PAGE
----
Slovakia's Tatras Mountains are home to some of Europe's last brown bears as well as the critically endangered Tatra chamois (mountain goat). Tourism hasn't always been kind to the furry inhabitants of destinations but that's changing, with holiday companies realising that their businesses depend on the wellbeing of their destination's animal attractions.

USGS launches Butterfly and Moth Website
March 13, 2011 08:07 AM - Roger Greenway, ENN

The United States Geologic Survey, and partners including Montana State University Big Sky Institute, National Biological Information Infrastructure, Northern Prairie Wildlife Research Center, has launched a new website to help us understand, identify, and appreciate the rich diversity of butterflies and moths of North America. The heart of the web site is the Butterflies and Moths of North America database Why should we care about butterflies and moths? Thanks to butterflies, bees, birds, and other animal pollinators, the world's flowering plants are able to reproduce and bear fruit. That very basic capability is at the root of many of the foods we eat. And, not least, pollination adds to the beauty we see around us. Yet today, there is evidence of alarming pollinator population declines worldwide. Fortunately, science investigators of this crucial issue can use data collected and organized in the BAMONA database to monitor the health of our butterfly and moth population.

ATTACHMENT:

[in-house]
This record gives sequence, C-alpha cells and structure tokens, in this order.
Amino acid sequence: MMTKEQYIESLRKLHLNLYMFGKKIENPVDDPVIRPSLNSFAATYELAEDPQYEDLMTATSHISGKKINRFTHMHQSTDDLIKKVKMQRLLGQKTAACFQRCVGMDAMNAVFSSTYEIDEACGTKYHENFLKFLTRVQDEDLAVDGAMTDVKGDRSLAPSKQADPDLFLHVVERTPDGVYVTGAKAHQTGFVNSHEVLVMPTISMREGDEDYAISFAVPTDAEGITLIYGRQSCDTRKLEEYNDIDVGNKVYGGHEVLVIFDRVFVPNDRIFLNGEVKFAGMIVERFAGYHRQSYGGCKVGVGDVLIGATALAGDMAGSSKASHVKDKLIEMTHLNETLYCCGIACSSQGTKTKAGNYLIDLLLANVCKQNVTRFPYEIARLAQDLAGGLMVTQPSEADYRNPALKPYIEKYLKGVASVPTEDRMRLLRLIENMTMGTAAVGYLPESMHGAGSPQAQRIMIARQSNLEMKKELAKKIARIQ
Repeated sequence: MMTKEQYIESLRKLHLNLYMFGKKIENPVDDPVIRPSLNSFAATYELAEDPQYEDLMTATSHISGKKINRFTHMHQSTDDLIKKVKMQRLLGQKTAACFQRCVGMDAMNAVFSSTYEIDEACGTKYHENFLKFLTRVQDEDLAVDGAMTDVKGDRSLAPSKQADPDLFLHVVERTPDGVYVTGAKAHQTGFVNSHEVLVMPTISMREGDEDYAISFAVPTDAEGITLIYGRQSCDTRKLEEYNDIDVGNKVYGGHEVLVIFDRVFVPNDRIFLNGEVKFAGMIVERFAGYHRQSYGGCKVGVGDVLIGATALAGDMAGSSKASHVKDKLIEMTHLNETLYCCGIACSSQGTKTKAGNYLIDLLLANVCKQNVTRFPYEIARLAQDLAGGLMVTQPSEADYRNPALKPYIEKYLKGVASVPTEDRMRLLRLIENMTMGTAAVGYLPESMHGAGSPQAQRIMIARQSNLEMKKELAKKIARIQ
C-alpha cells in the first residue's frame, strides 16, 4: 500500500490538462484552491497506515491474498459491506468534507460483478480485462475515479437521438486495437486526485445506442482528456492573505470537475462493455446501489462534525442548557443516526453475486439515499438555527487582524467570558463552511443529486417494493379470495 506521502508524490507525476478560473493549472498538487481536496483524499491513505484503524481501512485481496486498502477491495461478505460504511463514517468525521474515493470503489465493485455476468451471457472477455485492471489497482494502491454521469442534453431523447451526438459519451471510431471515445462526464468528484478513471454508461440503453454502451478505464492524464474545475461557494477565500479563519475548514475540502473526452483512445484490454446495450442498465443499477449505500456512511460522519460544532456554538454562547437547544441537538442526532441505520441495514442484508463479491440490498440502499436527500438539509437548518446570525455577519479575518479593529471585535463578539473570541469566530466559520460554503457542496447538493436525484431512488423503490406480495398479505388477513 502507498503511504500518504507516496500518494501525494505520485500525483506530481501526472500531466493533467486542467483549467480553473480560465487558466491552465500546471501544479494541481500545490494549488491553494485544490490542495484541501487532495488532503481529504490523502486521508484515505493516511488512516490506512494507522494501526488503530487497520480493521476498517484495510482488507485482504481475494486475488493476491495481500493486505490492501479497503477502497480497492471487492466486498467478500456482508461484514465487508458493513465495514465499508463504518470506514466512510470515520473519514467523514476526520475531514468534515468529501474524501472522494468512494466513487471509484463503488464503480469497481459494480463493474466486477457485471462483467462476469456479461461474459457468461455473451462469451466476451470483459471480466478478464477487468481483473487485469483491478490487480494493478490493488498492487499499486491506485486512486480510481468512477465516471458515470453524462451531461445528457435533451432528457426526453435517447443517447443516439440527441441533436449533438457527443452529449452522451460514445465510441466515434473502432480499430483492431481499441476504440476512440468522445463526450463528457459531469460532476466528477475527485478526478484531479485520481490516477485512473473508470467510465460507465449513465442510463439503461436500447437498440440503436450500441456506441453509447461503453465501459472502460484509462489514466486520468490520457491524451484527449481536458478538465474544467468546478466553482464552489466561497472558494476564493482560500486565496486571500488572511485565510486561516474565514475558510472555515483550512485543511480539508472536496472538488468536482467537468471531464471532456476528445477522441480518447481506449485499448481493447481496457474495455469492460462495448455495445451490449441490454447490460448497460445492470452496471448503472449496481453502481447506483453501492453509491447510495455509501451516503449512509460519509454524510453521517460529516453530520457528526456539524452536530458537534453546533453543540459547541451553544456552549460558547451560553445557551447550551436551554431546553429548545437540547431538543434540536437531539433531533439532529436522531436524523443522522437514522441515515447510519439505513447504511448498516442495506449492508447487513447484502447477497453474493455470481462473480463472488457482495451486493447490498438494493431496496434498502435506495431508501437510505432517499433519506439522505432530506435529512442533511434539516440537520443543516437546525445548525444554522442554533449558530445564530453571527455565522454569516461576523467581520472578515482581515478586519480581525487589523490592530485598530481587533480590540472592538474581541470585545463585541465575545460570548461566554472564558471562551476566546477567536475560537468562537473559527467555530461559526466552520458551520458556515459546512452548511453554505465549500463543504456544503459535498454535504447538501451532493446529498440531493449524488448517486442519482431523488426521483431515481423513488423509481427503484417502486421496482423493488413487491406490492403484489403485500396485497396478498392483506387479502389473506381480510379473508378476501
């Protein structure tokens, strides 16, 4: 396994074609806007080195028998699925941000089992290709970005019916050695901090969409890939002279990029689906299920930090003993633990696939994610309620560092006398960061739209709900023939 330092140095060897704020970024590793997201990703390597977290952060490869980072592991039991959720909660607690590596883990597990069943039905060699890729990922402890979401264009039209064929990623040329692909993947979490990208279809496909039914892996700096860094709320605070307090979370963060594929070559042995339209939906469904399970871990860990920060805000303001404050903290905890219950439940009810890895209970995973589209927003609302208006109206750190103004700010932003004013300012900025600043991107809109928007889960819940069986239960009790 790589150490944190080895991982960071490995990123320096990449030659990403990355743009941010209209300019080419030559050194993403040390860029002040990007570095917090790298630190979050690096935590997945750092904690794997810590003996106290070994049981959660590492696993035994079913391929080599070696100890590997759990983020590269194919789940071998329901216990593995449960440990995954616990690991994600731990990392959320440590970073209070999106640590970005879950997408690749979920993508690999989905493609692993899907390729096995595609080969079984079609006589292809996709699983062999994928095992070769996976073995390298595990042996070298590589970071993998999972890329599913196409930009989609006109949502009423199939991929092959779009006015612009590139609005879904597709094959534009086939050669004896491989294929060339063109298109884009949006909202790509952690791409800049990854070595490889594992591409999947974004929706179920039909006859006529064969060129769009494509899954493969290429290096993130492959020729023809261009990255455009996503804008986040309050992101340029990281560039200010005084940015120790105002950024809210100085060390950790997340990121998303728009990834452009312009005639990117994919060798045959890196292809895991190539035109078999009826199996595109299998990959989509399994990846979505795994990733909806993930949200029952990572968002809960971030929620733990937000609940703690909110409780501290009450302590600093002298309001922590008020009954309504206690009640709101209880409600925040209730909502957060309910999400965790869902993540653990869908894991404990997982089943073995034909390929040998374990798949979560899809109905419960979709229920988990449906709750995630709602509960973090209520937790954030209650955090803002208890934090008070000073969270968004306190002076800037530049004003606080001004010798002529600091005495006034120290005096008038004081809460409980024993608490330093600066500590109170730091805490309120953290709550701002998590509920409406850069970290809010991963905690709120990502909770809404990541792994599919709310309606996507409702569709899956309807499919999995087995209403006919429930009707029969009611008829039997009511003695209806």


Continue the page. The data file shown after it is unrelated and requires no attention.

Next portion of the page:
BP oil spill offers clues on air pollution
March 11, 2011 06:25 AM - Deborah Zabarenko & Cynthia Osterman, Reuters, Washington

The BP oil spill that sent 4 million barrels of crude into the Gulf of Mexico last year also created air pollution, and studying this pollution gave scientists clues into how these contaminants get into the atmosphere. BP's Deepwater Horizon rig exploded on April 20, 2010, killing 11 people and spewing oil from the underwater well that rose to the surface. It also created a plume of air pollution downwind of the spill, researchers reported in the journal Science. The lightest chemicals in the oil evaporated within hours, as scientists expected them to do. What they didn't expect was that heavier compounds -- the ones with more carbon atoms per molecule -- in the oil took longer to evaporate, spread out much more widely and contributed most to the formation of air pollution particles.